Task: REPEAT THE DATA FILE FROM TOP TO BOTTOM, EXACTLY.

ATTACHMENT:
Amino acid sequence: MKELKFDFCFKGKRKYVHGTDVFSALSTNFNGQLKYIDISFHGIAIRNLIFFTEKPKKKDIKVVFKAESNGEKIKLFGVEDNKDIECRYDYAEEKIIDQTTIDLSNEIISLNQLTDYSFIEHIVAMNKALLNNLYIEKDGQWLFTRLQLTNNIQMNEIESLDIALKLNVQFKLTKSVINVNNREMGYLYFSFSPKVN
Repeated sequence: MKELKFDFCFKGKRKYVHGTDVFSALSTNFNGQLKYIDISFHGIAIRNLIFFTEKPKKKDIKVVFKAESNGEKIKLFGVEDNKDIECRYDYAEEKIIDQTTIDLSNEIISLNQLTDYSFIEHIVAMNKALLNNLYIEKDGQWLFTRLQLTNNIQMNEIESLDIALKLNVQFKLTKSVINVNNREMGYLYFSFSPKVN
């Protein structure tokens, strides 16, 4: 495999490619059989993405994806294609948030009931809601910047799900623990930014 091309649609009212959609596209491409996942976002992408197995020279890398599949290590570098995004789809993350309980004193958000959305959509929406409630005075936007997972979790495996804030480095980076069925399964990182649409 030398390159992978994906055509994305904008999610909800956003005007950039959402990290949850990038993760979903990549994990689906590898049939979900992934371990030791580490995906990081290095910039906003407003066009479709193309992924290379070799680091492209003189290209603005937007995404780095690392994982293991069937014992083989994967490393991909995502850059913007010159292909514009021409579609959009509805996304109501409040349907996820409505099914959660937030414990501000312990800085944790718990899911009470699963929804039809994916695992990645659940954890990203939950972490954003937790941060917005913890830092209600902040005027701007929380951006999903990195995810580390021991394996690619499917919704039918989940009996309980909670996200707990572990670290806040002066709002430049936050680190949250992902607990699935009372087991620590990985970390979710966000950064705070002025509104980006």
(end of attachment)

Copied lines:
Amino acid sequence: MKELKFDFCFKGKRKYVHGTDVFSALSTNFNGQLKYIDISFHGIAIRNLIFFTEKPKKKDIKVVFKAESNGEKIKLFGVEDNKDIECRYDYAEEKIIDQTTIDLSNEIISLNQLTDYSFIEHIVAMNKALLNNLYIEKDGQWLFTRLQLTNNIQMNEIESLDIALKLNVQFKLTKSVINVNNREMGYLYFSFSPKVN
Repeated sequence: MKELKFDFCFKGKRKYVHGTDVFSALSTNFNGQLKYIDISFHGIAIRNLIFFTEKPKKKDIKVVFKAESNGEKIKLFGVEDNKDIECRYDYAEEKIIDQTTIDLSNEIISLNQLTDYSFIEHIVAMNKALLNNLYIEKDGQWLFTRLQLTNNIQMNEIESLDIALKLNVQFKLTKSVINVNNREMGYLYFSFSPKVN
């Protein structure tokens, strides 16, 4: 495999490619059989993405994806294609948030009931809601910047799900623990930014 091309649609009212959609596209491409996942976002992408197995020279890398599949290590570098995004789809993350309980004193958000959305959509929406409630005075936007997972979790495996804030480095980076069925399964990182649409 030398390159992978994906055509994305904008999610909800956003005007950039959402990290949850990038993760979903990549994990689906590898049939979900992934371990030791580490995906990081290095910039906003407003066009479709193309992924290379070799680091492209003189290209603005937007995404780095690392994982293991069937014992083989994967490393991909995502850059913007010159292909514009021409579609959009509805996304109501409040349907996820409505099914959660937030414990501000312990800085944790718990899911009470699963929804039809994916695992990645659940954890990203939950972490954003937790941060917005913890830092209600902040005027701007929380951006999903990195995810580390021991394996690619499917919704039918989940009996309980909670996200707990572990670290806040002066709002430049936050680190949250992902607990699935009372087991620590990985970390979710966000950064705070002025509104980006």